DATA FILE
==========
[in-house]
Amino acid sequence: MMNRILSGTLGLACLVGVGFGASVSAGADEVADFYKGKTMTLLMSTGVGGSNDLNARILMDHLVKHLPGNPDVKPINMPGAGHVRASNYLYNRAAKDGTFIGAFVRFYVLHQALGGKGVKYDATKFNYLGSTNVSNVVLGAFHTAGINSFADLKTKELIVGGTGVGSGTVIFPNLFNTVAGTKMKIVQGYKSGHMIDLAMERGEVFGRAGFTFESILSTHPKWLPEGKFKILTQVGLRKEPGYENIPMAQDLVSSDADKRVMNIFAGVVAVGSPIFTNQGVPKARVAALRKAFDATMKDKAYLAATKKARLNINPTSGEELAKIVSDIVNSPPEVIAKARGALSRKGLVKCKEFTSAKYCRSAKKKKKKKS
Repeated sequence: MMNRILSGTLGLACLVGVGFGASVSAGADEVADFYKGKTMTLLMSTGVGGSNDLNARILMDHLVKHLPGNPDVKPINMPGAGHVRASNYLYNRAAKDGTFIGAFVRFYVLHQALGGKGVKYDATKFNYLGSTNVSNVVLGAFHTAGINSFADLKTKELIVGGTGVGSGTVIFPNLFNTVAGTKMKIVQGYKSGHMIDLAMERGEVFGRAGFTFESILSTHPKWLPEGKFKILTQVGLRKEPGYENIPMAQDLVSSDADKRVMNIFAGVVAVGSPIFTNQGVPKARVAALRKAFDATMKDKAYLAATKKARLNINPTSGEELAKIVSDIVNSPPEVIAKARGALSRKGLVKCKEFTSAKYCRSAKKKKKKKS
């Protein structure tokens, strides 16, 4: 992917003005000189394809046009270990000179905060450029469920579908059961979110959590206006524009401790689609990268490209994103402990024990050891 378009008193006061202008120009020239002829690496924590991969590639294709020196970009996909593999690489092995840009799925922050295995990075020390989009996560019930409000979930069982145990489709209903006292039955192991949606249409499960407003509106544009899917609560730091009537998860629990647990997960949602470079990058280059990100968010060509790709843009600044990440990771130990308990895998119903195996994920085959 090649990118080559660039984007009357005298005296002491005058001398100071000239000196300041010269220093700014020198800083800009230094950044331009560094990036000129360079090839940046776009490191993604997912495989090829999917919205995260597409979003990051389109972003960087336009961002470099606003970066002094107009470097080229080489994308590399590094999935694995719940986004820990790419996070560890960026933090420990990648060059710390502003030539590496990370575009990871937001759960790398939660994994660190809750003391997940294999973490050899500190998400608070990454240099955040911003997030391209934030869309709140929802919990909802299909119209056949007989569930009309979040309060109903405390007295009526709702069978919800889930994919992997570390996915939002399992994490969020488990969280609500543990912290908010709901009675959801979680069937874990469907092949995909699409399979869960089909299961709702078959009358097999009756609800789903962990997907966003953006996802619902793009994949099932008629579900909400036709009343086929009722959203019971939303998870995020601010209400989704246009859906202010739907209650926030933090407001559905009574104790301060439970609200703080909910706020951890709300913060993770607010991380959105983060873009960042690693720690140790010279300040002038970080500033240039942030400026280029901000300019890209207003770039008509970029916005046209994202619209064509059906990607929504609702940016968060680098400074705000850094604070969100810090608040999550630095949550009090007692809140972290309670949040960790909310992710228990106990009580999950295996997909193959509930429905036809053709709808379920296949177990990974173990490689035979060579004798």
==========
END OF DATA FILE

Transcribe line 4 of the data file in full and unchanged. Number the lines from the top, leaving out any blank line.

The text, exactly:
């Protein structure tokens, strides 16, 4: 992917003005000189394809046009270990000179905060450029469920579908059961979110959590206006524009401790689609990268490209994103402990024990050891 378009008193006061202008120009020239002829690496924590991969590639294709020196970009996909593999690489092995840009799925922050295995990075020390989009996560019930409000979930069982145990489709209903006292039955192991949606249409499960407003509106544009899917609560730091009537998860629990647990997960949602470079990058280059990100968010060509790709843009600044990440990771130990308990895998119903195996994920085959 090649990118080559660039984007009357005298005296002491005058001398100071000239000196300041010269220093700014020198800083800009230094950044331009560094990036000129360079090839940046776009490191993604997912495989090829999917919205995260597409979003990051389109972003960087336009961002470099606003970066002094107009470097080229080489994308590399590094999935694995719940986004820990790419996070560890960026933090420990990648060059710390502003030539590496990370575009990871937001759960790398939660994994660190809750003391997940294999973490050899500190998400608070990454240099955040911003997030391209934030869309709140929802919990909802299909119209056949007989569930009309979040309060109903405390007295009526709702069978919800889930994919992997570390996915939002399992994490969020488990969280609500543990912290908010709901009675959801979680069937874990469907092949995909699409399979869960089909299961709702078959009358097999009756609800789903962990997907966003953006996802619902793009994949099932008629579900909400036709009343086929009722959203019971939303998870995020601010209400989704246009859906202010739907209650926030933090407001559905009574104790301060439970609200703080909910706020951890709300913060993770607010991380959105983060873009960042690693720690140790010279300040002038970080500033240039942030400026280029901000300019890209207003770039008509970029916005046209994202619209064509059906990607929504609702940016968060680098400074705000850094604070969100810090608040999550630095949550009090007692809140972290309670949040960790909310992710228990106990009580999950295996997909193959509930429905036809053709709808379920296949177990990974173990490689035979060579004798």